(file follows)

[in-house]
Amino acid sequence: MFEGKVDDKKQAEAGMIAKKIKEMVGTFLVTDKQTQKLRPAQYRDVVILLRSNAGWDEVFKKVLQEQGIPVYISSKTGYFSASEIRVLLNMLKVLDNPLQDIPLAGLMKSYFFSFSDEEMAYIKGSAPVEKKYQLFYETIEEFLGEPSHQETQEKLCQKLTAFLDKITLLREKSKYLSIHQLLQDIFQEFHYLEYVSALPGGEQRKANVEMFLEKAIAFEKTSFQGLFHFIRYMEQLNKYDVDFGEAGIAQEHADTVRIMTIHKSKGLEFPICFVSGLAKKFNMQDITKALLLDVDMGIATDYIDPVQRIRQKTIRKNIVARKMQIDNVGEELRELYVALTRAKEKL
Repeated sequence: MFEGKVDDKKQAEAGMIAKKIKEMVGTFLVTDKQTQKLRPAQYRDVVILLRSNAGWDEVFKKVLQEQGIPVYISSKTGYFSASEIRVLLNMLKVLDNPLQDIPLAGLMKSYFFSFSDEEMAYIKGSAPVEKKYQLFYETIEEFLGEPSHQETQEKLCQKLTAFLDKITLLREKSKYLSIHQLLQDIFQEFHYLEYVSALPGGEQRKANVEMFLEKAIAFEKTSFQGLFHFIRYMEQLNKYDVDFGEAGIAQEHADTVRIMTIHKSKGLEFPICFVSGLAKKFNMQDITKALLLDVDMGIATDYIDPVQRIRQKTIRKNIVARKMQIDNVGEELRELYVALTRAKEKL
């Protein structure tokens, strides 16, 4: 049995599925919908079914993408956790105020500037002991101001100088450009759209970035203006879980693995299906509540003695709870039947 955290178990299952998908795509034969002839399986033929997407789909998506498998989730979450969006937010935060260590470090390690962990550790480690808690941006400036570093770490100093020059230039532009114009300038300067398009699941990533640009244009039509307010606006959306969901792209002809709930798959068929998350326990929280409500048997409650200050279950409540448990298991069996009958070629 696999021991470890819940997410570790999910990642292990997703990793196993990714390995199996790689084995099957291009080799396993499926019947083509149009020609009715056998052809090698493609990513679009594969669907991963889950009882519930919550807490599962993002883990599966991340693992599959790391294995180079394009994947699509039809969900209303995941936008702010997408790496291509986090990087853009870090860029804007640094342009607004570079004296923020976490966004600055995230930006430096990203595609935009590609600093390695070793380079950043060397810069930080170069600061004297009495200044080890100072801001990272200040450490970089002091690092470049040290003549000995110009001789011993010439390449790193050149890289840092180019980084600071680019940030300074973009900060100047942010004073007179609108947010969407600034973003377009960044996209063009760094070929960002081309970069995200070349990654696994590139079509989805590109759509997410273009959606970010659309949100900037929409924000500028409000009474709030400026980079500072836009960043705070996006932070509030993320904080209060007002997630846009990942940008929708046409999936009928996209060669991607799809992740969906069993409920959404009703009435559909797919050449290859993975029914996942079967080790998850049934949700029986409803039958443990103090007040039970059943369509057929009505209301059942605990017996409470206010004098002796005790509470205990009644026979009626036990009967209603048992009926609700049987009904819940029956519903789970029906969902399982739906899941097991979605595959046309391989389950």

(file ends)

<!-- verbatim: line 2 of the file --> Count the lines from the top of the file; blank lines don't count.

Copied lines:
Amino acid sequence: MFEGKVDDKKQAEAGMIAKKIKEMVGTFLVTDKQTQKLRPAQYRDVVILLRSNAGWDEVFKKVLQEQGIPVYISSKTGYFSASEIRVLLNMLKVLDNPLQDIPLAGLMKSYFFSFSDEEMAYIKGSAPVEKKYQLFYETIEEFLGEPSHQETQEKLCQKLTAFLDKITLLREKSKYLSIHQLLQDIFQEFHYLEYVSALPGGEQRKANVEMFLEKAIAFEKTSFQGLFHFIRYMEQLNKYDVDFGEAGIAQEHADTVRIMTIHKSKGLEFPICFVSGLAKKFNMQDITKALLLDVDMGIATDYIDPVQRIRQKTIRKNIVARKMQIDNVGEELRELYVALTRAKEKL